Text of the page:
High-profile Covid-19 cases were widely reported in the media a few weeks ago. Attorney General Merrick Garland, Commerce Secretary Gina Raimondo, Speaker Nancy Pelosi, several members of Congress (such as Joaquin Castro, Susan Collins, Adam Schiff, and Raphael Warnock), New York Mayor Eric Adams, and other Broadway stars were on the list (like Sarah Jessica Parker, Matthew Broderick, and Daniel Craig).
They were not quite young when they became sick with the disease. 69-year-olds Collins and Garland As of this writing, Pelosi’s age is 82.
However, thus far, none of their instances appear to be particularly serious. David Weigel, a reporter for the Washington Post, noted this week:
These stories are a part of a recurring phenomenon. Hospitalizations have remained stable in a number of areas where the number of patients has increased recently. Hospitalizations, on the other hand, began to rise a week after cases began to rise in previous Covid waves.
Chicago and Seattle are also showing similar trends.
How did this happen? The solution isn’t quite clear, but that’s not uncommon with Covid. Many experts, however, feel that at least some of this is due to the fact that the epidemic is evolving. As a result of these three factors, the proportion of instances that develop into serious illnesses appears to be decreasing.
American citizens aged 12 or older have access to vaccines and booster doses, which have proven to be beneficial. (Among children, Covid is still overwhelmingly mild.)
Immunosuppressive drugs like Evusheld and Paxlovid are becoming more widely available for those at risk of infection.
The virus has already infected tens of millions of Americans, giving them some kind of immunity.
To be clear, these trends are not going to eradicate severe Covid altogether. Hospitalizations across the country are likely to climb in the coming weeks, particularly if the number of cases continues to rise. In the last two weeks, the official case count has grown by 43 percent, and hospitalizations have surged in a few states, including Vermont. However, hospitalizations in the United States have not yet increased, most likely due to the same three factors I mentioned earlier.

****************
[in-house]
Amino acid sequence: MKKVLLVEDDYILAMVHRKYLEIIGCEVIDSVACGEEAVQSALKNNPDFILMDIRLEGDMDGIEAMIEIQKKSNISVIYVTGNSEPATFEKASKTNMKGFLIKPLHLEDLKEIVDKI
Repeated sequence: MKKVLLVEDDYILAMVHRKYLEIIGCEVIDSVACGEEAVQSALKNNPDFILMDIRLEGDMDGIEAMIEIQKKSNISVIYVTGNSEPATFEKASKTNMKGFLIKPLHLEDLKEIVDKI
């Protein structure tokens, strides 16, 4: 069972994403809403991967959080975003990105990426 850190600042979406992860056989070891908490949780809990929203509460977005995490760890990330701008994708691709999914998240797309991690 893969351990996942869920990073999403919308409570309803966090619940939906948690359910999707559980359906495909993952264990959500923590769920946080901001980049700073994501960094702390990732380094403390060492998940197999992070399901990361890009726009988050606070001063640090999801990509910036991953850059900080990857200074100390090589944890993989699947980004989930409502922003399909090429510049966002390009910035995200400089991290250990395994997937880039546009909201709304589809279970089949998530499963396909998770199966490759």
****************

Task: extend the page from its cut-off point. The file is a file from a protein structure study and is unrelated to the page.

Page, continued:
Dr. Craig Spencer, director of global health in emergency medicine at Columbia University, says that even if hospitalizations do climb in the coming weeks, a decreasing percentage of coronavirus cases that result in serious illness would be welcome news.
“Despite a swirl of Covid in the community, I haven’t seen a Covid patient in the E.R. in weeks,” Spencer told me, “and I go to work now expecting not to see one.”
Hospitals would be less likely to be overrun during future Covid surges if cases and severe disease were separated. Another aspect in reducing poor health outcomes is the ability of hospitals to give care to all patients who need it.
In the future, this bulletin will focus less on coronavirus cases and more on the number of hospitalizations that result from them. As Spencer put it, “looking at the data in the same way we’ve been accustomed to over the past two years can be misleading.
We’re not going to ignore the case numbers totally, because they’re still relevant. As a result, the data on instances has grown less reliable and less relevant.
Because of the recent closure of numerous testing centres and the migration to at-home testing, it is less dependable than it used to be. No errors have been found in the reporting of Covid hospitalizations or deaths, which is consistent with past statistics.
Data on Covid instances is no longer useful because vaccines are now widely available to U.S. adults, and vaccines tend to transform Covid into a flu-like sickness in the elderly and those with compromised immune systems. Paxlovid, a more modern therapy, also has a role.
As an example, the daily Covid death rate for enhanced elderly persons has recently hovered around two per million in the county that encompasses Seattle (which preserves thorough data). In a moderate flu season, this is greater than the national death toll, while in a strong flu season, this is lower than the toll.
Severe influenza-like symptoms can be expected in patients who have been vaccinated against Covid. When a member of Congress or a Broadway performer has the flu, you won’t hear anything about it.
I can see why people in this country still think of Covid as a major issue. For starters, because of the enormous number of unvaccinated individuals, Covid is still responsible for the deaths of over 500 Americans per day. One other thing: we can’t just go back to our 2019 routines now that Covid has been dominating our lives for almost two years.
The 2020 version of Covid would not be logically equivalent to the Covid of 2022. It’s not true. Vaccines, therapies, and even natural immunity have reduced the severity of the virus’s effects, particularly on Americans who have taken steps to safeguard themselves.